Astronomy Outreach for Local Pittsburgh Cub Scouting Pack

October 23, 2015  •  Leave a Comment

Learning about the night sky is vital to the human experience. Astronomy allows each and every one of us to feel connected to nature and the grandeur of the universe. Seldom do we find an experience as moving as gazing upwards at a beautiful starry night sky. In doing so, our minds become filled with wonder and inspiration as if we were children again. What a wonderful hobby it is where we can continue learning and growing by doing nothing more than observing the night sky over our heads.

Lifelong interest for the hobby of astronomy commonly begins when we are children. Everything is new and exciting during our impressionable adolescent years, especially the sciences. Sparking the interest for astronomy with our youth is imperative for developing the next generation. This spark for kids can be showing astronomy photographs, letting them peer through a telescope for the first time, or simply taking them outside to point out constellations and planets. Involving our youth in astronomy does not mean they all have to become astronomers or physicists when they grow up. The goal of adolescent astronomy outreach is to instill the power of imagination and curiosity, which can lead them onto a path of discovery throughout their lives.

Recently, I had the opportunity to present an astronomy outreach program to a local group of approximately 50 Cub Scouts. The age of the scouts ranged from 7 to 11 years old, which was important to recognize so I could present information they could understand and learn from. To accomplish this, I decided to focus my program on how interesting and cool space is. Every kid can relate to how cool something is such as dinosaurs, mummies, and best of all, space! The approach I employed was to use my experience as an astrophotographer to engage the Cub Scouts through photography and questioning. These two techniques worked well as they engaged both visual and verbal learning styles throughout the presentation. After the presentation we were fortunate enough to have clear skies that night, so I took the group outside to star gaze.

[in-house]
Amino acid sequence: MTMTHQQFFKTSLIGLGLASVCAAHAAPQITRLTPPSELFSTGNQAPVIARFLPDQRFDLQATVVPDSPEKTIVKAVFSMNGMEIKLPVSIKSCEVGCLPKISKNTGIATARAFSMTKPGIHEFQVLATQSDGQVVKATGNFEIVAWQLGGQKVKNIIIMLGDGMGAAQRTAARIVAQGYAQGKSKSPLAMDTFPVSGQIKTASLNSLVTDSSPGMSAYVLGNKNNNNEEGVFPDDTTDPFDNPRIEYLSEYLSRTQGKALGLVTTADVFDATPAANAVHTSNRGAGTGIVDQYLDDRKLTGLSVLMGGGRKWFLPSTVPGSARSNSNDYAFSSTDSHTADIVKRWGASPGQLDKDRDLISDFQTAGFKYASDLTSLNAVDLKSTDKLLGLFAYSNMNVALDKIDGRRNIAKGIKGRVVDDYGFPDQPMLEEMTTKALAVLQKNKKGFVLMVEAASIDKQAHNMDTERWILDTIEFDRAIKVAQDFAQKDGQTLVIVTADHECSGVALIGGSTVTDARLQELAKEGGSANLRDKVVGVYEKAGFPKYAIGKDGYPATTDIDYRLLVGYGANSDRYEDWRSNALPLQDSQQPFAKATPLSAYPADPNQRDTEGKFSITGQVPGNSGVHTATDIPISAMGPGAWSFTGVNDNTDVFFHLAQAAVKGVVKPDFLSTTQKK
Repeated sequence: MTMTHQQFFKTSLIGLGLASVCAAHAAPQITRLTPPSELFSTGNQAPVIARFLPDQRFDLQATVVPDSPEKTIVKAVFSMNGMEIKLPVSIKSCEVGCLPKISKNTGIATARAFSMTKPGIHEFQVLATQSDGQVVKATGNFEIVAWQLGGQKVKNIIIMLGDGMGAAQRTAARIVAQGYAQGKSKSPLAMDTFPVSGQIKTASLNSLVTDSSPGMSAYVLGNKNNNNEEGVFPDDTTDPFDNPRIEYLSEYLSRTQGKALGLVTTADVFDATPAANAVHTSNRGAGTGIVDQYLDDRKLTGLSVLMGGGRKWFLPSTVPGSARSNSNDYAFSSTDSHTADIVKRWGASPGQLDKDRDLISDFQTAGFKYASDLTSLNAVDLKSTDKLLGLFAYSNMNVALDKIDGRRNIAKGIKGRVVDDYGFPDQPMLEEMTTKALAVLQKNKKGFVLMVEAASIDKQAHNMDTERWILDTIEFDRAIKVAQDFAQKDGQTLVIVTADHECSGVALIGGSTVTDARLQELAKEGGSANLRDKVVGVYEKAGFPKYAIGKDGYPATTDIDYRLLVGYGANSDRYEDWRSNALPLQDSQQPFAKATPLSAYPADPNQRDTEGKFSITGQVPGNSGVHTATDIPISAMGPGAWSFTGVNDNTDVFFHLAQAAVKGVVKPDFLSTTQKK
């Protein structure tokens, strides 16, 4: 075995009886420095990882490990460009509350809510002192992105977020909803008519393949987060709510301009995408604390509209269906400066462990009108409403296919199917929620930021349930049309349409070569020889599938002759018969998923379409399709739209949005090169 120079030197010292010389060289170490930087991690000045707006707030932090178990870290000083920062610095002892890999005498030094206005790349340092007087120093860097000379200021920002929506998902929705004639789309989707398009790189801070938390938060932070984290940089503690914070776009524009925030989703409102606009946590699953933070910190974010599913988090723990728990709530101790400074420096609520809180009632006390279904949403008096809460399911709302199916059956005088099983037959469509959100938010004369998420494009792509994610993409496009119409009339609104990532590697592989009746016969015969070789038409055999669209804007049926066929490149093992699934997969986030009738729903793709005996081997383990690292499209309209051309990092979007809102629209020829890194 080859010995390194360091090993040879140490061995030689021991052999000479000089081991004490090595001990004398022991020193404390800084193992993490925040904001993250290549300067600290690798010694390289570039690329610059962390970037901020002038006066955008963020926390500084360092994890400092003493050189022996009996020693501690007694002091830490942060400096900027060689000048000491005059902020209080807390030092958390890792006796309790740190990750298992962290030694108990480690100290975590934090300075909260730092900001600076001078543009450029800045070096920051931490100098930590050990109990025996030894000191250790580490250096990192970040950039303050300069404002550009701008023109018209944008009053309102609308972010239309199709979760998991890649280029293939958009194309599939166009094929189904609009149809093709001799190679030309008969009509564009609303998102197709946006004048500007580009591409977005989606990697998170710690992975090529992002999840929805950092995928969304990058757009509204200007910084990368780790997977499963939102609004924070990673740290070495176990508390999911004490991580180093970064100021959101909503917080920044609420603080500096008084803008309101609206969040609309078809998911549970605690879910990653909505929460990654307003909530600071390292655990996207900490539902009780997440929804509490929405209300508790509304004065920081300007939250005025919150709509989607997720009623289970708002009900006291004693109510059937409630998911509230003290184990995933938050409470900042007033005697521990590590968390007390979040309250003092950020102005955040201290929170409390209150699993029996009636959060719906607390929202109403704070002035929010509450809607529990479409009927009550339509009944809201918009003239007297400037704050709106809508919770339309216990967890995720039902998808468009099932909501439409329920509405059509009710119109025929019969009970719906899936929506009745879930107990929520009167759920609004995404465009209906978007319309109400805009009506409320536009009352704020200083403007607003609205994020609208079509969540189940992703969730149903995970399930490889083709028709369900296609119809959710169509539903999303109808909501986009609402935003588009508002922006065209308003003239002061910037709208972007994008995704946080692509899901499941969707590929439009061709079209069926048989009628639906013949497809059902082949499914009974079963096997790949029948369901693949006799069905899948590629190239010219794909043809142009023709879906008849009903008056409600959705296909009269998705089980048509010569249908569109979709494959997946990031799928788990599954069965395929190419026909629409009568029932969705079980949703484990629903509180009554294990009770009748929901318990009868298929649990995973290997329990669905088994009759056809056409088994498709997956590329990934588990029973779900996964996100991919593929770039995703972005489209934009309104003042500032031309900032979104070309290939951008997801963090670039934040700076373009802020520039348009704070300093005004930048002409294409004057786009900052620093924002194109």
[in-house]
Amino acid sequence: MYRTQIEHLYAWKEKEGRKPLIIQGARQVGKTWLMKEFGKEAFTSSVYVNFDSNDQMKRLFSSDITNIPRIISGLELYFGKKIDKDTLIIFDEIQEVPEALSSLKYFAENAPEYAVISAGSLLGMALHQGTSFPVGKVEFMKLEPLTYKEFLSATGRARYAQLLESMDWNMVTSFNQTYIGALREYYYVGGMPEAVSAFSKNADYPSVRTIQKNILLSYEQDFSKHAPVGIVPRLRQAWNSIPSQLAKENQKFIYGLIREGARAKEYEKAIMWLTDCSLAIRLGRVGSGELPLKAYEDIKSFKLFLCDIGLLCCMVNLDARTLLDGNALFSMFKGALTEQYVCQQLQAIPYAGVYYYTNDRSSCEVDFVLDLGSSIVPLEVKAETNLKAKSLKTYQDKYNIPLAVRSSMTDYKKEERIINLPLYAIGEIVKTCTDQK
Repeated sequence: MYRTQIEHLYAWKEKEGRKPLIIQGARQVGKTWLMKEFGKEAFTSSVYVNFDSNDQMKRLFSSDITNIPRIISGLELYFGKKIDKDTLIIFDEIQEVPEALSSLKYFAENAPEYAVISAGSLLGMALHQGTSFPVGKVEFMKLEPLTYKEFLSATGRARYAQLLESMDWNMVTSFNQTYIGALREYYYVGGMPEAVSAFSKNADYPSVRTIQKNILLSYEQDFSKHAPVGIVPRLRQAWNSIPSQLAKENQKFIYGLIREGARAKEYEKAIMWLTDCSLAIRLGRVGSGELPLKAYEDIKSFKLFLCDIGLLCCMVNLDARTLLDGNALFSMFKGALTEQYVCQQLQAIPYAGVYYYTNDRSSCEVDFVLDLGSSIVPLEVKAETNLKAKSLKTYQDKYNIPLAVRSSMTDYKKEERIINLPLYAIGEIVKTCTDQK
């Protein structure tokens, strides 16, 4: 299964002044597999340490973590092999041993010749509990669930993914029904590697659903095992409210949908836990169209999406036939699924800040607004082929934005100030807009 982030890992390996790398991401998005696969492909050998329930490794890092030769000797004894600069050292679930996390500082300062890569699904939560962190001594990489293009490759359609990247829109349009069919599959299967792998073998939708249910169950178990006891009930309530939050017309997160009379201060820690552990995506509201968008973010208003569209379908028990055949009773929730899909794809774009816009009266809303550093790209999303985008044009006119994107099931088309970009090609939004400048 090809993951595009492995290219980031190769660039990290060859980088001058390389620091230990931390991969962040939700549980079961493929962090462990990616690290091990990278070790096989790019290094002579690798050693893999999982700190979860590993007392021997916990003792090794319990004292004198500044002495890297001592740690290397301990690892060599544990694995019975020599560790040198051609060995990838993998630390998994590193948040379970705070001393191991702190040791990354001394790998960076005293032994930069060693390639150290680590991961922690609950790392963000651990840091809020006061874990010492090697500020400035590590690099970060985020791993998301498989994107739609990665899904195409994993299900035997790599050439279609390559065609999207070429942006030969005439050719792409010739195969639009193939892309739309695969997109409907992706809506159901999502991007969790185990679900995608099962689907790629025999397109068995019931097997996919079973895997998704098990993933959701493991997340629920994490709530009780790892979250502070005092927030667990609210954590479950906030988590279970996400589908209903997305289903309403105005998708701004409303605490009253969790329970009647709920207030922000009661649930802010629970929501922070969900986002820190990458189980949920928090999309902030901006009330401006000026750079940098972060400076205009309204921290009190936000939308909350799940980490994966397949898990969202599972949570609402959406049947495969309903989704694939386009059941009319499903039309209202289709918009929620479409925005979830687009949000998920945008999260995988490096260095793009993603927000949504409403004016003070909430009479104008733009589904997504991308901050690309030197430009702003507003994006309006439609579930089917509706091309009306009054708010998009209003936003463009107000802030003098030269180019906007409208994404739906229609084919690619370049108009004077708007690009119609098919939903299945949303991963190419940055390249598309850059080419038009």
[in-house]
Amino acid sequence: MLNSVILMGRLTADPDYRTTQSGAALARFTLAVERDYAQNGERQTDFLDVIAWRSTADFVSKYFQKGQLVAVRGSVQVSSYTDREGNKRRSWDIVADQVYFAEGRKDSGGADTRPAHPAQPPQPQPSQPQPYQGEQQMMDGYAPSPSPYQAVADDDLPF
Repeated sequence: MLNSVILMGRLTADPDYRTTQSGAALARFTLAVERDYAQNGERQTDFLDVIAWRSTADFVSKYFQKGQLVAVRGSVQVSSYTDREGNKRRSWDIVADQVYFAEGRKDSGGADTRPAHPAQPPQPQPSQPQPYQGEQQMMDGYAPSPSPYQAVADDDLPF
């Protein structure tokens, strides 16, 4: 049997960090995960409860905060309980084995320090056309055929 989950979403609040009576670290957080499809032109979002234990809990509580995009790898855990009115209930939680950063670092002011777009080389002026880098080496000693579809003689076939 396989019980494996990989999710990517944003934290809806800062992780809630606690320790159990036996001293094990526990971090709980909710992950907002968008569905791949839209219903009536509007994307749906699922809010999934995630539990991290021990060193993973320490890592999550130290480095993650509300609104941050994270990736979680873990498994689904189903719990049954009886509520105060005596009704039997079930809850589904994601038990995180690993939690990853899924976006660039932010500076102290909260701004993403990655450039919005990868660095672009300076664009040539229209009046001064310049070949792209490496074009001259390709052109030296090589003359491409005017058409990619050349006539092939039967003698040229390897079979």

When presenting astronomy outreach material there are numerous factors we need to consider. For example, what is the background of the audience? Is the audience a group of elementary school students, or is it a university level physics class on a field trip? Know your audience and tailor the material to their knowledge level. Moreover, focus on being excited and enthusiastic while presenting. This in vital when working with kids and adults alike. We all can remember the teacher or professor who made learning enjoyable and fun by his unique public speaking abilities and contagious energy for the subject. Rarely do we remember the monotone lecture presentation. If our goal is to change the lives of the audience, we need to present material in an engaging and memorable fashion.  

Overall, my astronomy outreach experience with the Cub Scout group was very rewarding. Being able to inspire children about space and science is a passion of mine. Mainly due to the fact that once a kid becomes hooked on science he/she will be asking questions for the rest of their life.  Such questions they might be working to answer include: how do we safely land this rocket on Mars and return the crew members safely to Earth, or how can we use what is found in nature to help fight cancer? The future possibilities are endless when it comes to instilling the passion for lifelong learning and questioning in our youth. Won’t you help make a change and promote astronomy to the next generation?


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